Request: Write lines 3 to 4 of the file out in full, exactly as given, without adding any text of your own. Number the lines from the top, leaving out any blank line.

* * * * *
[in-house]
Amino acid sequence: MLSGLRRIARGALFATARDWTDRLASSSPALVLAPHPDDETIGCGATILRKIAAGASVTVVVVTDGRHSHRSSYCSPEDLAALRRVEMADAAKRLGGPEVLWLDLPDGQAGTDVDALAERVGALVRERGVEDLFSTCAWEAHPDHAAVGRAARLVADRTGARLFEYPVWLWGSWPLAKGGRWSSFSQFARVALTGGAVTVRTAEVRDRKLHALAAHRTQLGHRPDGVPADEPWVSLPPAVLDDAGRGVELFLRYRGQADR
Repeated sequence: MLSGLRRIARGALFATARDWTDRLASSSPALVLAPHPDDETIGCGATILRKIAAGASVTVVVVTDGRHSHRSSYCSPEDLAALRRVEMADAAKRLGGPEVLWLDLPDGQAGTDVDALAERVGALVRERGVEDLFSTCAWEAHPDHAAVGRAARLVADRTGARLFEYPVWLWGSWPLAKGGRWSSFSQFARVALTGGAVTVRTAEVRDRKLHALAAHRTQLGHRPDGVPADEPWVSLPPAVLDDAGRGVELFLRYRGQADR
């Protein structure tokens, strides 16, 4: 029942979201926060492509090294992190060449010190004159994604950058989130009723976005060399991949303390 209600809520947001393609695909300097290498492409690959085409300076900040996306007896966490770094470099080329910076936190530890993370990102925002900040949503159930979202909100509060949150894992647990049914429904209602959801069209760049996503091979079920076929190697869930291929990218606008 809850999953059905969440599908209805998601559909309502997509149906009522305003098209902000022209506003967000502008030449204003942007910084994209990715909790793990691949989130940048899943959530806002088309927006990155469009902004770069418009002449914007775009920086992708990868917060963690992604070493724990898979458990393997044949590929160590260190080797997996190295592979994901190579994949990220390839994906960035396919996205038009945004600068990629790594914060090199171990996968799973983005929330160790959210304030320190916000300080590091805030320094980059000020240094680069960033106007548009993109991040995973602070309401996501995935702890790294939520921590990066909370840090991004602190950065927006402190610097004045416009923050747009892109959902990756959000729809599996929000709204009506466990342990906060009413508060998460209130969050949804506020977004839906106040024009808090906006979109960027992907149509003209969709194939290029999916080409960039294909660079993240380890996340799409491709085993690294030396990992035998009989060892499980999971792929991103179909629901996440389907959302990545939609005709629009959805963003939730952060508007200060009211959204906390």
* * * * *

Repeated sequence: MLSGLRRIARGALFATARDWTDRLASSSPALVLAPHPDDETIGCGATILRKIAAGASVTVVVVTDGRHSHRSSYCSPEDLAALRRVEMADAAKRLGGPEVLWLDLPDGQAGTDVDALAERVGALVRERGVEDLFSTCAWEAHPDHAAVGRAARLVADRTGARLFEYPVWLWGSWPLAKGGRWSSFSQFARVALTGGAVTVRTAEVRDRKLHALAAHRTQLGHRPDGVPADEPWVSLPPAVLDDAGRGVELFLRYRGQADR
């Protein structure tokens, strides 16, 4: 029942979201926060492509090294992190060449010190004159994604950058989130009723976005060399991949303390 209600809520947001393609695909300097290498492409690959085409300076900040996306007896966490770094470099080329910076936190530890993370990102925002900040949503159930979202909100509060949150894992647990049914429904209602959801069209760049996503091979079920076929190697869930291929990218606008 809850999953059905969440599908209805998601559909309502997509149906009522305003098209902000022209506003967000502008030449204003942007910084994209990715909790793990691949989130940048899943959530806002088309927006990155469009902004770069418009002449914007775009920086992708990868917060963690992604070493724990898979458990393997044949590929160590260190080797997996190295592979994901190579994949990220390839994906960035396919996205038009945004600068990629790594914060090199171990996968799973983005929330160790959210304030320190916000300080590091805030320094980059000020240094680069960033106007548009993109991040995973602070309401996501995935702890790294939520921590990066909370840090991004602190950065927006402190610097004045416009923050747009892109959902990756959000729809599996929000709204009506466990342990906060009413508060998460209130969050949804506020977004839906106040024009808090906006979109960027992907149509003209969709194939290029999916080409960039294909660079993240380890996340799409491709085993690294030396990992035998009989060892499980999971792929991103179909629901996440389907959302990545939609005709629009959805963003939730952060508007200060009211959204906390």